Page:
Bobbie Pauley, the only woman who worked underground at Upper Big Branch, said she was not surprised by MSHA's revelation.
"You put in an inspection report what you wanted the inspectors to see," said Pauley, who lost fiance Howard "Boone" Payne in the blast.
"Zero, zero, zero deters MSHA from coming back. If they see a potential problem recorded in a book, then they're going to come back and investigate it time after time after time," she said. "Well, no coal operator wants to be pounded by MSHA every day.
Pauley returned to Upper Big Branch only briefly after the explosion and now works aboveground at another former Massey operation bought out by Alpha. She was among some 200 people attending Wednesday's briefing.
MSHA has drafted its final report but told victims' families it likely won't be delivered until October.
The explosion also remains the subject of a criminal investigation by the U.S. Department of Justice, and MSHA has said it won't release some information to avoid hindering that probe. It largely reiterated its past public statements, offering more detail but no new theories.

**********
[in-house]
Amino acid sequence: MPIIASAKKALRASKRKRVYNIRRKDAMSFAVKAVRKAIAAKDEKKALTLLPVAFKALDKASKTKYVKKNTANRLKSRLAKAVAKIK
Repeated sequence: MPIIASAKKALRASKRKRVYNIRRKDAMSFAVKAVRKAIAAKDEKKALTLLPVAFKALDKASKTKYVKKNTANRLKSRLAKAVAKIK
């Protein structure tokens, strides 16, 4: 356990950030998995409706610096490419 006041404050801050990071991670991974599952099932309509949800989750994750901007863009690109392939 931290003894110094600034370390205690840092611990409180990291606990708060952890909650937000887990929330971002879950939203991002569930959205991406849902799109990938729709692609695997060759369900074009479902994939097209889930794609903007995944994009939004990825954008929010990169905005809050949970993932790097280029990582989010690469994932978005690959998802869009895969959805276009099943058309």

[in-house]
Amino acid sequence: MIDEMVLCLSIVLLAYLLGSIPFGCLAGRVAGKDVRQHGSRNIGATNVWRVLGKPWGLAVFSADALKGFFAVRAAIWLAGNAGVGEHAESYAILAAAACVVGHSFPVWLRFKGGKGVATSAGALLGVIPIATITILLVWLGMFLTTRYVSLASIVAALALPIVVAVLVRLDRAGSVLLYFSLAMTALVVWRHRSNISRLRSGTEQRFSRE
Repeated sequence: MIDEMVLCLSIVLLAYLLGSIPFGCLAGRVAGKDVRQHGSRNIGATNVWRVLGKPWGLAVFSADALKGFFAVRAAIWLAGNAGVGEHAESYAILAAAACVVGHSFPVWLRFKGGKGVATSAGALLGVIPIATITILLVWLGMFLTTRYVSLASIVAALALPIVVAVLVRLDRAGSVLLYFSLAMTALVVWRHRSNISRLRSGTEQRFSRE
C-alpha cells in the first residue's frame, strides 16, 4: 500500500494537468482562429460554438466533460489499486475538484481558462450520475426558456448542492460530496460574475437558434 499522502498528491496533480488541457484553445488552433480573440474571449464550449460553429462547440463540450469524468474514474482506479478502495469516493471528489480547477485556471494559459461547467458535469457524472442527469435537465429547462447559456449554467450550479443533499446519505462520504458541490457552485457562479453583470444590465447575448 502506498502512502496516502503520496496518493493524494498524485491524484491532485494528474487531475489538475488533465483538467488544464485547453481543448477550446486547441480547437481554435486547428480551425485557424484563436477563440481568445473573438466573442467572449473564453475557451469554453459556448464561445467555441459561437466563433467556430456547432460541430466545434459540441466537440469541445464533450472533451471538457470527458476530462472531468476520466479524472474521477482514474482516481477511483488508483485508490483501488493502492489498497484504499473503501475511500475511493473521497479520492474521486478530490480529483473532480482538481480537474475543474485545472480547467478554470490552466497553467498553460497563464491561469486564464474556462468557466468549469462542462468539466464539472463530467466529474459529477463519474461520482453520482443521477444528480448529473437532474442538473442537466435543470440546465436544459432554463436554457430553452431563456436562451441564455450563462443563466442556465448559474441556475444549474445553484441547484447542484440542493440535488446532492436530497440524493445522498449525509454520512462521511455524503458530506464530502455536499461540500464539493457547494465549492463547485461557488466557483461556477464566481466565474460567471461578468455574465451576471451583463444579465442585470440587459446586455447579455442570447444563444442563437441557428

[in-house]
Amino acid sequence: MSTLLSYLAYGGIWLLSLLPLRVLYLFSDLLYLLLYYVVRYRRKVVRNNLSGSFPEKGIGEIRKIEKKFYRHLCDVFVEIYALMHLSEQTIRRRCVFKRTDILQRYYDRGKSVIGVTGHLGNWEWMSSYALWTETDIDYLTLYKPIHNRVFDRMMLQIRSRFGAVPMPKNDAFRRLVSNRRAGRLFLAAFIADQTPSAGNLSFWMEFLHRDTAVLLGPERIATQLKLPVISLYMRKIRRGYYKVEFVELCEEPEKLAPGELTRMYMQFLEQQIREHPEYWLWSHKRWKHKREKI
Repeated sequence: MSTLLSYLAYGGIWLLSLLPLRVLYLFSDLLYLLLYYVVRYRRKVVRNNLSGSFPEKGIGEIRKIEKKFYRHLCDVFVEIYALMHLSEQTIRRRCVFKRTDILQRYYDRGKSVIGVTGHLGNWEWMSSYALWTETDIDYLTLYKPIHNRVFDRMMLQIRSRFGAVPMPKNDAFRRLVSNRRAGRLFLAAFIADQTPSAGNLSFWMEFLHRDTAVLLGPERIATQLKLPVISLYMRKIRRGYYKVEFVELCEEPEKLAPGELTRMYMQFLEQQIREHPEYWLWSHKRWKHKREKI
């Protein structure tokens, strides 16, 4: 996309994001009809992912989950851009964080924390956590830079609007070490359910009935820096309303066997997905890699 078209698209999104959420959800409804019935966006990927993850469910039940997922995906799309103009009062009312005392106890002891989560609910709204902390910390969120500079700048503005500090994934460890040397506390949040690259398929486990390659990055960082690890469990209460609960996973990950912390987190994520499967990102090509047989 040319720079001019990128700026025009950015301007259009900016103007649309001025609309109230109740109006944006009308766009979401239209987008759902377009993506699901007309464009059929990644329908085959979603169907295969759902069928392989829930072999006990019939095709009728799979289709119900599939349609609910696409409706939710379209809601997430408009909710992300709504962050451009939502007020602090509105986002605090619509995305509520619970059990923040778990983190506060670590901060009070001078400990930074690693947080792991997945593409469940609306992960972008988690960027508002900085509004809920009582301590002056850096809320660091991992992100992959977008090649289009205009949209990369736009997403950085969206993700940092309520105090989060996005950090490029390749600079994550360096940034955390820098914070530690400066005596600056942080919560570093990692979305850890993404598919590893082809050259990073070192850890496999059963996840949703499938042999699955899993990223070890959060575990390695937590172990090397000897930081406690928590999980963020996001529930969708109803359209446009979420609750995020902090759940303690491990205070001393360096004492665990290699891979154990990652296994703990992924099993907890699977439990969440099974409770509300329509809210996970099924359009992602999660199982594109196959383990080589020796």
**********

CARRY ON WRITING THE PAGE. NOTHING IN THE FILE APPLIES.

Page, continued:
So far, only one Massey employee has been indicted. Security chief Hughie Stover is charged with three federal crimes for allegedly lying to the FBI and MSHA and obstructing justice by ordering a subordinate to throw away thousands of pages of security documents from the mine.
MSHA contends the explosion started with a small, naturally occurring release of methane or natural gas that was then fueled by coal dust into a devastating inferno that tore through the mine in a series of explosions over a few minutes. The agency has blamed a poorly maintained cutting head on a piece of mining equipment for sparking the blast and a malfunctioning water sprayer for failing to douse it.
An independent investigation commissioned by former Gov. Joe Manchin reached the same conclusion last month.
That study accused Massey of ignoring the most basic safety practices in the industry, allowing highly explosive coal dust and methane gas to accumulate, and failing to provide either enough fresh air flow or enough pulverized limestone on the mine's walls to render coal dust inert.